Reacting flows (being updated)
We model the complex system dynamics at the intersection of combustion, fluid mechanics, and acoustics by a systemic approach. Through the identification of three-way coupled interactions between the three subsystems (acoustics, combustion and turbulent fluid dynamics), the combustion system is modelled as a whole. Mathematical methods and high-fidelity simulations are employed to develop reduced-order models and predictive tools to simulate the flow physics. These methods are embedded into gradient-based optimization routines to help design cleaner, safer and quieter aeronautical gas turbines.
Uncertainty quantification of thermoacoustic instabilities (Stability analysis of thermo-acoustic nonlinear eigenproblems in annular combustors. Part II. Uncertainty quantification Magri, L., Bauerheim F., Nicoud, F. & Juniper, M. P. Journal of Computational Physics (2016), vol 325, pp. 411-421.) Applications to annular combustors (image from Effects of asymmetry on thermoacoustic modes in annular combustors: a higher-order perturbation study Mensah, G., Magri, L., Orchini, A. & Moeck, J. Journal of Engineering for Gas Turbines and Power, doi: 10.1115/1.4041007.) and longitudinal combustors (Uncertainty quantification of growth rates of thermoacoustic instability by an adjoint Helmholtz solver Silva, C., Magri, L., Runte, T. & Polifke, W. Journal of Engineering for Gas Turbines and Power (2016), vol 139(1), pp. 011901. )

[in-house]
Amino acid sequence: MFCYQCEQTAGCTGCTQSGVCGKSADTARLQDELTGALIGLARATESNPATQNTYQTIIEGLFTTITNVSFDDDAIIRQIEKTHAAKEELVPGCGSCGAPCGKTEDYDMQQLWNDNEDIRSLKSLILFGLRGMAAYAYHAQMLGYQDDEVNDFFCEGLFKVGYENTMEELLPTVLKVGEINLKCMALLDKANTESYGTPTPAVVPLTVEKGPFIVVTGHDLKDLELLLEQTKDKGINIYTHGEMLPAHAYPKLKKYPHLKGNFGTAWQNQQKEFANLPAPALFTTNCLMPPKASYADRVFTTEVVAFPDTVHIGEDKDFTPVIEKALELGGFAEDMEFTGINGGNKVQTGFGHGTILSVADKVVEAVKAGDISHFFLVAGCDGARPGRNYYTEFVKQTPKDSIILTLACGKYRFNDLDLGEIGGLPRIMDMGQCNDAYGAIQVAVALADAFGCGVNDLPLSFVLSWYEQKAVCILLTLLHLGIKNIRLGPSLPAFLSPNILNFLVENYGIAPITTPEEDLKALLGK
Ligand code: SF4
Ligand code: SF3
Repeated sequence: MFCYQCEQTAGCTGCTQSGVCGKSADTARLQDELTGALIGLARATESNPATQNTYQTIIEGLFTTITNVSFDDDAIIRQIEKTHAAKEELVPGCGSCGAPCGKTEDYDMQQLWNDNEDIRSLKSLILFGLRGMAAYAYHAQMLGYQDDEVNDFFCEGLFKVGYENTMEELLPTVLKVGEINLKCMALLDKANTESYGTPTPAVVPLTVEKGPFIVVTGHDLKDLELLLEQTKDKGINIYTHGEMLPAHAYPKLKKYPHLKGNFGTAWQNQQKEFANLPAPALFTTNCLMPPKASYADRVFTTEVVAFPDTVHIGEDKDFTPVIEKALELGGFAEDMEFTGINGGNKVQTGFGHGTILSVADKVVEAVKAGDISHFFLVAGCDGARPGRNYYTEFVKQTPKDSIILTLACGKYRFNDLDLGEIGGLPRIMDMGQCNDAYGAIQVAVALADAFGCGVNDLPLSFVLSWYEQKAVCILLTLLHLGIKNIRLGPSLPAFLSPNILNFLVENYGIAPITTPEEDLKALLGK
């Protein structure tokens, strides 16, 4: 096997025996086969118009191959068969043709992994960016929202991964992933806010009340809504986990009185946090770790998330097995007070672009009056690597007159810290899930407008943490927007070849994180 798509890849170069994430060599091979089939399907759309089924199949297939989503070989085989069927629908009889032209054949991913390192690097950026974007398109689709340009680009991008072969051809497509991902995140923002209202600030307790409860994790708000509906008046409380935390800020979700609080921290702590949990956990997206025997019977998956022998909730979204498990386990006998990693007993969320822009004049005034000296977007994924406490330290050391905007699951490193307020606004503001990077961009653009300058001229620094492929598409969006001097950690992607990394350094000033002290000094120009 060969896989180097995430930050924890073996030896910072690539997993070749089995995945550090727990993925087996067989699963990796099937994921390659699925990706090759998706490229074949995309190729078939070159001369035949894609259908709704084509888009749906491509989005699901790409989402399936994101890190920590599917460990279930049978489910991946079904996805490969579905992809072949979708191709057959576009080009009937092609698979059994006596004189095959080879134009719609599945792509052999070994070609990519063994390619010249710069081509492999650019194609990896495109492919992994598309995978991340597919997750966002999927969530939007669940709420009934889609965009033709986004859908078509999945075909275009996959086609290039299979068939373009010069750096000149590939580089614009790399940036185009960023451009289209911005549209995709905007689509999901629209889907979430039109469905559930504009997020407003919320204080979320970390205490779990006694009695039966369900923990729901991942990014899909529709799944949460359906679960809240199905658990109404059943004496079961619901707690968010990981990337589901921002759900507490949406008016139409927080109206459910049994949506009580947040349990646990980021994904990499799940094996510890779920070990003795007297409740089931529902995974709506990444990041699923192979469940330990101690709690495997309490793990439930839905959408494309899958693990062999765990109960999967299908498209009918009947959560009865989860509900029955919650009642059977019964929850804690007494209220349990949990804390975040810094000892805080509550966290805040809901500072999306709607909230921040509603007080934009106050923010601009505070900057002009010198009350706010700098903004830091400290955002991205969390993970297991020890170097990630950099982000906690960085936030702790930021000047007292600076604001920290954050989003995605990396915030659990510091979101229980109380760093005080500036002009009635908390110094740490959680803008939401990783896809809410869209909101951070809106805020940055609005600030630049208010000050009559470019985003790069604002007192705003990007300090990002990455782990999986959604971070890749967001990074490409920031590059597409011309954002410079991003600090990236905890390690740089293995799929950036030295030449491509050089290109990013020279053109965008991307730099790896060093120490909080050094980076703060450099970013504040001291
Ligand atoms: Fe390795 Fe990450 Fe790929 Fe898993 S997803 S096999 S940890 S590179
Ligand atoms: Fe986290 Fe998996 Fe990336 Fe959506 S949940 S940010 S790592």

Projections indicate that combustion-based energy conversion systems will continue to be a predominant approach for the majority of our energy usage for other decades. According to the International Civil Organization, global air transportation is anticipated to double over the next couple of decades, which calls for novel methods to cut back on up to 80% in oxides of nitrogen (NOx) and up to 50% in noise by 2020, as set by the Advisory Council for Aerospace Research.
Cleaner aeronautical gas turbines are designed to burn in a lean regime to reduce NOx emissions. Lean flames, especially premixed and stratified flames, burn very unsteadily because they are sensitive to the turbulent environment of the combustion chamber. Although such an environment is complex, three main physical subsystems can be identified: the acoustics, the injectors/bluff body fluid dynamics and the flame dynamics (combustion). These subsystems interact with each other contributing differently, but fundamentally, to (i) noise, (ii) thermoacoustic instabilities (also known as combustion instabilities), and (iii) rare and abrupt events, such as flashback, blowoff and flame bifurcations. All of these phenomena are unwanted and have to be eliminated during the design or controlled if they occur.
Thermoacoustic instabilities are a persistent challenge in the design of jet and rocket engines: Velocity and pressure oscillations inside the combustion chamber interact with the flame and cause unsteady heat release. If moments of higher heat release coincide with moments of higher pressure (and lower heat release with lower pressure), acoustic oscillations arise. This can lead to large-amplitude oscillations causing structural damage in the jet or rocket engine. One of the most striking examples of the detrimental effects that wrong fluid design can have is the Saturn V, which is the rocket of Apollo 11 mission in 1969. The design of such a rocket suffered from violent and unexpected fluid oscillations that blew up some 2,000 engines, costing billions of dollars. The design of safer fluid systems has to be accurately guided by mathematical and numerical methods to minimize the number of experimental tests, the associated costs, and the time/resources invested.